Ghana’s Parliament has passed the Banks and Specialised Deposit-Taking Institutions Bill, 2015 into Law.
The purpose of the Act is to amend and consolidate the laws relating to deposit taking, and to regulate institutions which carry on deposit taking business.
As Ghana transitions to an upper middle income economy, there is the need to scale up the financial markets particularly banking to effectively mobilise financial resources from domestic and international markets to finance the accelerated growth process.
The passage of the bill into law will therefore benchmark the legal and regulatory frameworks set out in the Act with international financial standards setters including the Basel Committee of Banking Supervisors (BCBS). This will help develop further the banking industry and the entire financial services sector in the country.
The Act is also expected to strengthen licensing procedures, consolidate supervision and cross border supervision given the growing importance of conglomerates foreign banks.
It further seeks to address supervisory and regulatory gaps to enable the Bank of Ghana superintend financial service providers in the microfinance business, address bank resolution, ensure financial consumer protection and promotion of innovation and financial inclusion.
There are distinctive gaps in the frameworks for bank resolution or insolvency and the regulatory and supervisory oversight of the financial system which undermine the capacity of the Bank of Ghana to deal with potential crisis. For instance, banks’ conglomerates in Ghana’s financial sector are identified to have subsidiary securities firms, industrial and insurance companies. Since the banks are not adequately supervised on a consolidated basis, it is possible that related party lending leak out unnoticed and the potential risks resulting from the inter-linkages may lead to the systematic effect. Currently, cross-border contagion is an important risk as the collapse of a parent bank could easily undermine confidence in the subsidiary and trigger a deposit run on banks of equal status. The Act therefore seeks to address these emerging risks.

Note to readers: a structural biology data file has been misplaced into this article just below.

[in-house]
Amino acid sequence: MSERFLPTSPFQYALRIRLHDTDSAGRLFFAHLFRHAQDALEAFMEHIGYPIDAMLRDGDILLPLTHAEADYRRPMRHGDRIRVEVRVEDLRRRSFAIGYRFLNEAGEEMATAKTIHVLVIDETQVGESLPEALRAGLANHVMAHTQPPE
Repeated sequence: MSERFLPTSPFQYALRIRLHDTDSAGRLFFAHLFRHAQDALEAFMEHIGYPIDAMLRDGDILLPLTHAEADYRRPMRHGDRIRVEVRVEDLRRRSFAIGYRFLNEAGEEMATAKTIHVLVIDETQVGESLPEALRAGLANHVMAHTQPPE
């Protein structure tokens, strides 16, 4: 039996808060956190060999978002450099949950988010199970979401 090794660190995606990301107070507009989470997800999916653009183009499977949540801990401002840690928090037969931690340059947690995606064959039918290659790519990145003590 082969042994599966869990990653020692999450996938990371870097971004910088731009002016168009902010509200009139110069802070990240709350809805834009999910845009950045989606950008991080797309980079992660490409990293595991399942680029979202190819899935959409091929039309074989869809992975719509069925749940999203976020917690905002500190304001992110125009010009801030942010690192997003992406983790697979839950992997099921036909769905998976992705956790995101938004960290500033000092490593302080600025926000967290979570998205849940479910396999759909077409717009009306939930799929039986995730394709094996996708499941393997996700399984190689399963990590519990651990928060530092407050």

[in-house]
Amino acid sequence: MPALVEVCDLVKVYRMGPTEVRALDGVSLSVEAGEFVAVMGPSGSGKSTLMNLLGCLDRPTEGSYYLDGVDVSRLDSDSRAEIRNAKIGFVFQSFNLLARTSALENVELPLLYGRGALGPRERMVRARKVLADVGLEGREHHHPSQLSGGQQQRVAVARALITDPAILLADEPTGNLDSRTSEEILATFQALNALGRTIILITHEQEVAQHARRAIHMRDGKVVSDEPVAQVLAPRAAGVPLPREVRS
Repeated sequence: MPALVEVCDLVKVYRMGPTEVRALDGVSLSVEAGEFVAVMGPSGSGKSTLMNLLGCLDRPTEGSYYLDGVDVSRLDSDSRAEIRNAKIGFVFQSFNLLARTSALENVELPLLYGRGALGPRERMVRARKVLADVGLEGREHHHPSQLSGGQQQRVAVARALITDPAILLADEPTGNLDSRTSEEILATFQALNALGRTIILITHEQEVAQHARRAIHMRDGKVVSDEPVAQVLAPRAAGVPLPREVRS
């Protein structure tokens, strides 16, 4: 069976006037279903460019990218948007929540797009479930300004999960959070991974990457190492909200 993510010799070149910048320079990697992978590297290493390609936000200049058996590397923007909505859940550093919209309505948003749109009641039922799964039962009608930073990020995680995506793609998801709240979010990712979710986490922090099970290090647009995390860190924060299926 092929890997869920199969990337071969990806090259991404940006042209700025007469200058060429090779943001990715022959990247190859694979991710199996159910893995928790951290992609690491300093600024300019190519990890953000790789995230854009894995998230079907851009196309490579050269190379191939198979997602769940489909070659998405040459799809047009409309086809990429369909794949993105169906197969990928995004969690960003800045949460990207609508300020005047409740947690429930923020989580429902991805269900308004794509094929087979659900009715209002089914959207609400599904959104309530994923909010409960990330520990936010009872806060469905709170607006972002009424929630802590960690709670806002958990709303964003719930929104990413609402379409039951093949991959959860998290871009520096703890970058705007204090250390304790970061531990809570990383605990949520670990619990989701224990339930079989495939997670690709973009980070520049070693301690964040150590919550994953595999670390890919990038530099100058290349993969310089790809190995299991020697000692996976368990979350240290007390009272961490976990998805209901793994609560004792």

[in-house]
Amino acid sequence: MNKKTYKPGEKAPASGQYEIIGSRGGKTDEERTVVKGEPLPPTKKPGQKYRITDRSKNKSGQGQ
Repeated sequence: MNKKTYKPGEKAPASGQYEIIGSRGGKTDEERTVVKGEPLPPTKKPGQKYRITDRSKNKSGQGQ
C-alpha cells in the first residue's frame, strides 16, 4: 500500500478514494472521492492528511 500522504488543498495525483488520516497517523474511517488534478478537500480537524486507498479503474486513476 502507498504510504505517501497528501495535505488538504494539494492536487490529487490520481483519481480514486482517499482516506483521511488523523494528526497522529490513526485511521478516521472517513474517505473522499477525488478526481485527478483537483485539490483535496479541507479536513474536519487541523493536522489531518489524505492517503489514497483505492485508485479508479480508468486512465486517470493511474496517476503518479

The Act entitled ‘Banks and Specialised Deposit-Taking Institutions Act, 2015, seeks to amend and consolidate the laws relating to deposit-taking, regulate institutions which carry on deposit-taking business and to provide for related matters.
The Act, which is a one hundred and sixty Clause (160 Clauses) applies to Banks, Specialised Deposit-Taking Institutions, Financial Holding Companies and Affiliates of Banks, Specialised Deposit-Taking Institutions and Financial Holding Companies.
The Act does not apply to Credit Unions which are subject to licensing and supervision under the Non-Bank Financial Institutions Act, 2008 (Act 774).